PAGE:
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Conservation of natural wilderness values in the Port Davey marine and estuarine protected area, south-western Tasmania
Barrett, NS and Edgar, GJ and Last, PR (2010) Conservation of natural wilderness values in the Port Davey marine and estuarine protected area, south-western Tasmania. Aquatic Conservation: Marine and Freshwater Ecosystems, 20 (3). pp. 297-311. ISSN 1099-0755
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1. Port Davey and associated Bathurst Harbour in south-western Tasmania represent one of the world’s most
anomalous estuarine systems owing to an unusual combination of environmental factors. These include: (i) large
uninhabited catchment protected as a National Park; (ii) ria geomorphology but with fjord characteristics that
include a shallow entrance and deep 12-km long channel connecting an almost land-locked harbour to the sea;
(iii) high rainfall and riverine input that generate strongly-stratified estuarine conditions, with a low-salinity
surface layer and marine bottom water; (iv) a deeply tannin-stained surface layer that blocks light penetration to
depth; (v) very low levels of nutrients and low aquatic productivity; (vi) weak tidal influences; (vii) marine bottom
water with stable temperature throughout the year; (viii) numerous endemic species; (ix) strongly depth-stratified
benthic assemblages exhibiting high compositional variability over small spatial scales; (x) deepsea species present
at anomalously shallow depths; (xi) no conspicuous introduced taxa; (xii) a predominance of fragile sessile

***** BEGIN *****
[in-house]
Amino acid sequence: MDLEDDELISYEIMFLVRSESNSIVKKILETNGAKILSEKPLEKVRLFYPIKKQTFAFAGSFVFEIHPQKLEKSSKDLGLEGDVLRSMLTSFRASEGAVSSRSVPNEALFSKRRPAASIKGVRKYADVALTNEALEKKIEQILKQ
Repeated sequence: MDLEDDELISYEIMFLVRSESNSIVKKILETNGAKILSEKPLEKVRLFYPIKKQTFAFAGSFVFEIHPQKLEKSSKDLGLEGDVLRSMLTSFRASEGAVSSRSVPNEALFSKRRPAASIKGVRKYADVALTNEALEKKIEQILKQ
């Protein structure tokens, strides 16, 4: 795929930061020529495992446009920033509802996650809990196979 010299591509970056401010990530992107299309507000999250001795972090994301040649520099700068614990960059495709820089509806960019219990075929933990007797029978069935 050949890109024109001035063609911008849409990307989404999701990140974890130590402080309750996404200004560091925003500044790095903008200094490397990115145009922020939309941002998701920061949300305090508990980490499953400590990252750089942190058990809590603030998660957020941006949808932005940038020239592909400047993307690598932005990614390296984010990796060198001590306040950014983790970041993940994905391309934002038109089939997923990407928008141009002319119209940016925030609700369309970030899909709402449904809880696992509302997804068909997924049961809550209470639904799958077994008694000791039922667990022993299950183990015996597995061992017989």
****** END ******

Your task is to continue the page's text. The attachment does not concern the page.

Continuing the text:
invertebrates, including slow-growing fenestrate bryozoans; and (xiii) sponge spicule- and bryozoan-based
sediments that are more characteristic of deep sea and polar environments than those inshore.
2. Although this region has historically been protected by its isolation, seven major anthropogenic stressors
now threaten its natural integrity: boating, fishing, dive tourism, nutrient enrichment, introduced species, onshore
development, and global climate change. These threats are not randomly distributed but disproportionately affect
particular habitat types.
3. For management of environmental risk, the Port Davey–Bathurst Harbour region is subdivided into six
biophysical zones, each with different ecological characteristics, values, and types and levels of potential threat.
In response to the various threats, the Tasmanian Government has enacted an adaptive management regime that
includes a multi-zoned marine protected area and the largest ‘no-take’ estuarine protected area in Australia.
Copyright r 2009 John Wiley & Sons, Ltd.
|Keywords:||benthic invertebrates; climate change; diver impacts; fishes; introduced marine pests; World Heritage Area|
|Journal or Publication Title:||Aquatic Conservation: Marine and Freshwater Ecosystems|
|Page Range:||pp. 297-311|
|Identification Number - DOI:||10.1002/aqc.1079|
The definitive published version is available online at: http://interscience.wiley.com
|Date Deposited:||08 Dec 2010 23:13|
|Last Modified:||18 Nov 2014 04:15|
|Item Statistics:||View statistics for this item|
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